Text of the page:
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Super-reflective fish skin

Nature volume 490, page 449 (25 October 2012) | Download Citation

Three species of silvery fish seem to have found a way around a law of physics that governs the reflection of light.


The skin of the Atlantic herring (Clupea harengus), European sardine (Sardina pilchardus; pictured) and sprat (Spratus spratus) is made up of alternating layers of cytoplasm and highly reflective crystals of guanine — a molecule that is also found in DNA and RNA. Nicholas Roberts and his colleagues at the University of Bristol, UK, report that the fishes' skin can reflect light without polarizing it, even when the light hits the reflectors at angles that would normally result in fully polarized reflections. The skin contains a mixture of two types of guanine crystal with different optical properties — when the two are present in a specific ratio, this mixture prevents polarization and maintains high reflectivity.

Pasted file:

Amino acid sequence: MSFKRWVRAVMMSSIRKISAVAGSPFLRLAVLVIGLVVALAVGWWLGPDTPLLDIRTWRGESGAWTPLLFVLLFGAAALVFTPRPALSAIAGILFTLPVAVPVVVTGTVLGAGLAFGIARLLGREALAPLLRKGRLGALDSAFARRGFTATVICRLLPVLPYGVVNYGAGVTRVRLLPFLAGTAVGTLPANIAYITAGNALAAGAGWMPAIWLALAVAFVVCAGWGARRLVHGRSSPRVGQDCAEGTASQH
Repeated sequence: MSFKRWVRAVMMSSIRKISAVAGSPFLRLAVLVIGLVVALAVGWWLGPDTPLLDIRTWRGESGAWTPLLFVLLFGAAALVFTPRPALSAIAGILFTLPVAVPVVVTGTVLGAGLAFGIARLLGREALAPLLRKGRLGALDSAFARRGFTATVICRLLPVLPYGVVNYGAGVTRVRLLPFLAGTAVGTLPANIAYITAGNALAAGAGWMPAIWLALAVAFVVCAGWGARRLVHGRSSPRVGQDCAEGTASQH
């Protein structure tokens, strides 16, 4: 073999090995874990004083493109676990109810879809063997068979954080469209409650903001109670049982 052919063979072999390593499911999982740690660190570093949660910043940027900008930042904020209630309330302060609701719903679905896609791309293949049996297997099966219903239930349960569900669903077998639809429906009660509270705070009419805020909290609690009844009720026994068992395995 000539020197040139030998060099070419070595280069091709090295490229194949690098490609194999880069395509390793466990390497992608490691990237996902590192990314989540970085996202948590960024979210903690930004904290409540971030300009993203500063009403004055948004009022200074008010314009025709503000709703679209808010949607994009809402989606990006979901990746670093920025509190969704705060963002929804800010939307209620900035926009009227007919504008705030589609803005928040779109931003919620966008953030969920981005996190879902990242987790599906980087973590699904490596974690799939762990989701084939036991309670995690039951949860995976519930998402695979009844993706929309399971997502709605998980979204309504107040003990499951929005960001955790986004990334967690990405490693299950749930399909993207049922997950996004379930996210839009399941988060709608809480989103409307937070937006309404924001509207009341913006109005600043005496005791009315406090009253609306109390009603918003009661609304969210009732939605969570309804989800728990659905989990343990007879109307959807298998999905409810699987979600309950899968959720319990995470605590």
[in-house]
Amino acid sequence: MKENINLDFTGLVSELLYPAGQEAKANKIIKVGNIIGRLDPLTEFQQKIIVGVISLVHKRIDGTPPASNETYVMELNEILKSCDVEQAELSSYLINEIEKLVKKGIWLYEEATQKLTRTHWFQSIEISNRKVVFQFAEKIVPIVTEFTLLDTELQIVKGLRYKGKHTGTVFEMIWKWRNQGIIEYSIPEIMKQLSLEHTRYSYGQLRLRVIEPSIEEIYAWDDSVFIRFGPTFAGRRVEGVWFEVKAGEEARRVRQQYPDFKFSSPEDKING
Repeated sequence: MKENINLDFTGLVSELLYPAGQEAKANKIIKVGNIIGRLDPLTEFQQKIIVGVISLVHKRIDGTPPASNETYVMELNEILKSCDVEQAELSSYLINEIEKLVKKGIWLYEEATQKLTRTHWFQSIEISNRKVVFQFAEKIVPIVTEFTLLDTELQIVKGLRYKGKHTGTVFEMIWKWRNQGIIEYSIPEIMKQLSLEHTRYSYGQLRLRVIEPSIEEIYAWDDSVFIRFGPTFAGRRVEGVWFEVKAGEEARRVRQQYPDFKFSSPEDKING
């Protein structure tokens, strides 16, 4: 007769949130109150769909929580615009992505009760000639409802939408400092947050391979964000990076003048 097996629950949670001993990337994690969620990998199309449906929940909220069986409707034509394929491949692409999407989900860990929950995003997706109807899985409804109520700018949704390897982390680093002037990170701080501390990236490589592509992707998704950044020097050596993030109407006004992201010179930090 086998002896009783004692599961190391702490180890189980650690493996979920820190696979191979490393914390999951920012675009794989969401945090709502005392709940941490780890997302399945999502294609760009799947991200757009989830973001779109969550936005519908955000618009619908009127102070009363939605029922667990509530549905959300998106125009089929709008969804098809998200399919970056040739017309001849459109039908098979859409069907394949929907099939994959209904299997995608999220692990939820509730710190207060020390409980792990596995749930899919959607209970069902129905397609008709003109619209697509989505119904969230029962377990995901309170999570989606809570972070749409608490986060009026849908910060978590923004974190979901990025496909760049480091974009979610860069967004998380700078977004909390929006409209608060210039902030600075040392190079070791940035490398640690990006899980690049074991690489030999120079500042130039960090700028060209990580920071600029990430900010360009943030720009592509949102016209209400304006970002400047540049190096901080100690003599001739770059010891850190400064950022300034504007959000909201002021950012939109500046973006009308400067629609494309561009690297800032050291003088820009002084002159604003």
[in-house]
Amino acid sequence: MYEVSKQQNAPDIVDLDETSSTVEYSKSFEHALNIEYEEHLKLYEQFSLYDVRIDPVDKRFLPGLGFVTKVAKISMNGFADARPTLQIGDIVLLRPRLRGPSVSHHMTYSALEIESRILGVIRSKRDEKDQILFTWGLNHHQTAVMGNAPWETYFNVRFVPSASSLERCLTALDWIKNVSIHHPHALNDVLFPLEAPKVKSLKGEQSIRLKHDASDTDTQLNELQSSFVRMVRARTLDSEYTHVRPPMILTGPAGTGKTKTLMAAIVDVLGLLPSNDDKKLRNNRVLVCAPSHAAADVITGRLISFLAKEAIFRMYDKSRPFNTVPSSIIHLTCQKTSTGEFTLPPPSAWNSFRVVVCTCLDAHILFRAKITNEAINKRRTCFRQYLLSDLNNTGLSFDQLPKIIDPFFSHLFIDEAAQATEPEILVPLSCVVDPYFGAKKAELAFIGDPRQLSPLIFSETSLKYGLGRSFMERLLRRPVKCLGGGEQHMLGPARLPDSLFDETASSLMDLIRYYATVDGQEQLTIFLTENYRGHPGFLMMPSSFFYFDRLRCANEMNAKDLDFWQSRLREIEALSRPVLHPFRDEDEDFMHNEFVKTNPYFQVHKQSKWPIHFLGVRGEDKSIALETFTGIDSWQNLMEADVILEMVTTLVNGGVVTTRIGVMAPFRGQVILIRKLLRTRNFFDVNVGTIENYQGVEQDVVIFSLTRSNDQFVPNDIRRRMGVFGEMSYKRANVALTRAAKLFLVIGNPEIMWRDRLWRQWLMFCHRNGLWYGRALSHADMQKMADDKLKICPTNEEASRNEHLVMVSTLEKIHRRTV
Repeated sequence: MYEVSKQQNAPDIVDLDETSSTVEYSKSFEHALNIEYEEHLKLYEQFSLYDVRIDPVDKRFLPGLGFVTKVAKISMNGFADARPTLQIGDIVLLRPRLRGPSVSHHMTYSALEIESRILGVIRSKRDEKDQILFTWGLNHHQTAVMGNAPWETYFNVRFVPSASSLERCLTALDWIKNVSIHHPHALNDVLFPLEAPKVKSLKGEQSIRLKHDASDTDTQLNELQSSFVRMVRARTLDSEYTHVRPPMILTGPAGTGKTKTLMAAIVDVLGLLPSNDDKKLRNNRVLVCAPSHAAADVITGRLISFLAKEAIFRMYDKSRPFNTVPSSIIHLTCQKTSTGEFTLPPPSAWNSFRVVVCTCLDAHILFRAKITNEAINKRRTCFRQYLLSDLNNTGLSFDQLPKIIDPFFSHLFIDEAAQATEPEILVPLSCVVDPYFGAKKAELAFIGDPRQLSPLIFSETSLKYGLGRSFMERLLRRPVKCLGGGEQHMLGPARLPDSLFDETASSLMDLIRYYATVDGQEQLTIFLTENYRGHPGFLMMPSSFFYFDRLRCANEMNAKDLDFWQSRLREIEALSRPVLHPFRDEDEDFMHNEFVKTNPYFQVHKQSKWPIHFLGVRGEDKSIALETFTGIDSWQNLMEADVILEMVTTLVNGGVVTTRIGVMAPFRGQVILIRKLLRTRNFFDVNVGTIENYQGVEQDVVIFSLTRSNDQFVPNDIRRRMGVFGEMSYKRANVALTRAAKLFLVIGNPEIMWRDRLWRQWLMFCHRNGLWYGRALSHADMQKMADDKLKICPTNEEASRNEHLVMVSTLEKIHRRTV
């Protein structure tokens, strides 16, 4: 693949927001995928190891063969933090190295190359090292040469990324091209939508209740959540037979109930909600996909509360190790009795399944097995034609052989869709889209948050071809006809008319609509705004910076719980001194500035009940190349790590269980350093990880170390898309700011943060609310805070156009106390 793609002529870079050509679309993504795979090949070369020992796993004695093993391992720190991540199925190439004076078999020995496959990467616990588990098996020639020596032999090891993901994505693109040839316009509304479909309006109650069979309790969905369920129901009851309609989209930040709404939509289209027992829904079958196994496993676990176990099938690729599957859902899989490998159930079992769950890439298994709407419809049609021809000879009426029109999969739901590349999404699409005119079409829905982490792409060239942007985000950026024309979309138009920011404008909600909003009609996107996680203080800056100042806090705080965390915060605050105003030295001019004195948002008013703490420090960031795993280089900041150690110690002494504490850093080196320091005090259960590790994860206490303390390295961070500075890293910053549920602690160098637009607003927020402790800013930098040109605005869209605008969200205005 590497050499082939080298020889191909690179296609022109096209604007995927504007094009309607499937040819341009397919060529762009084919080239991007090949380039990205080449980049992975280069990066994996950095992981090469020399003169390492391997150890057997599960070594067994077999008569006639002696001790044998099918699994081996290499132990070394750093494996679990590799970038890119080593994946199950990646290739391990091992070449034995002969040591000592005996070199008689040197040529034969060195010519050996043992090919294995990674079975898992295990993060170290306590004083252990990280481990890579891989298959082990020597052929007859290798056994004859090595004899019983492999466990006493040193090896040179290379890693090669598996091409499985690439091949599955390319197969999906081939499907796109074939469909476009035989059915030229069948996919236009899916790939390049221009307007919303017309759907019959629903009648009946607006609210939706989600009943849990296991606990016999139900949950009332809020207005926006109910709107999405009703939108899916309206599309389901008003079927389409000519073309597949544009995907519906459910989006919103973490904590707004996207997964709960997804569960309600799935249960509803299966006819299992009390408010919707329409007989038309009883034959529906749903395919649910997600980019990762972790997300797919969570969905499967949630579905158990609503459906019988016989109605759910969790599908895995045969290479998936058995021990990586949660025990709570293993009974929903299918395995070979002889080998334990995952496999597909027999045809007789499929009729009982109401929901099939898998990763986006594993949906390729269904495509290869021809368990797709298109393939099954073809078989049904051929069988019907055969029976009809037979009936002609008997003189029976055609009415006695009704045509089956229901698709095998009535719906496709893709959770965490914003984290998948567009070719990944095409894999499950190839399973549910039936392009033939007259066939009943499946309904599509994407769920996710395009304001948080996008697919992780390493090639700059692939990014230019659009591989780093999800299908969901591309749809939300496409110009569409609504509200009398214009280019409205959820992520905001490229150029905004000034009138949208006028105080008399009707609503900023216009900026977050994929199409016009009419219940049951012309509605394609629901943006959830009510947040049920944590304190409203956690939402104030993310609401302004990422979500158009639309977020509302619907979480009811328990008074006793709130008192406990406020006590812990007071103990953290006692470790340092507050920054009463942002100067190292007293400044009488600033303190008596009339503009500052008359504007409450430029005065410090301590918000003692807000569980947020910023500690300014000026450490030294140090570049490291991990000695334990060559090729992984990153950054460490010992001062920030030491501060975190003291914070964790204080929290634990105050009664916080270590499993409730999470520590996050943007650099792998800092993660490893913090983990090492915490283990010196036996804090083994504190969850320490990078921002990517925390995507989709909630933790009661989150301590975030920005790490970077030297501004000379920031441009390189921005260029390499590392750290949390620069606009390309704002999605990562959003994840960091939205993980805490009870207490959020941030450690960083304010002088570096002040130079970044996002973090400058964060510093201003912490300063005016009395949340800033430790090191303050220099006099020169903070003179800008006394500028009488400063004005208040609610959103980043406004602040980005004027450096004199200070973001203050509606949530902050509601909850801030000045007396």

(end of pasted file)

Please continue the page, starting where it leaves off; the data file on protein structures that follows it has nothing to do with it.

These reflectors help the fish to camouflage themselves by matching the light environment of the open ocean, say the authors. Moreover, the principles at work in these fish could have applications in optical devices such as light-emitting diodes.

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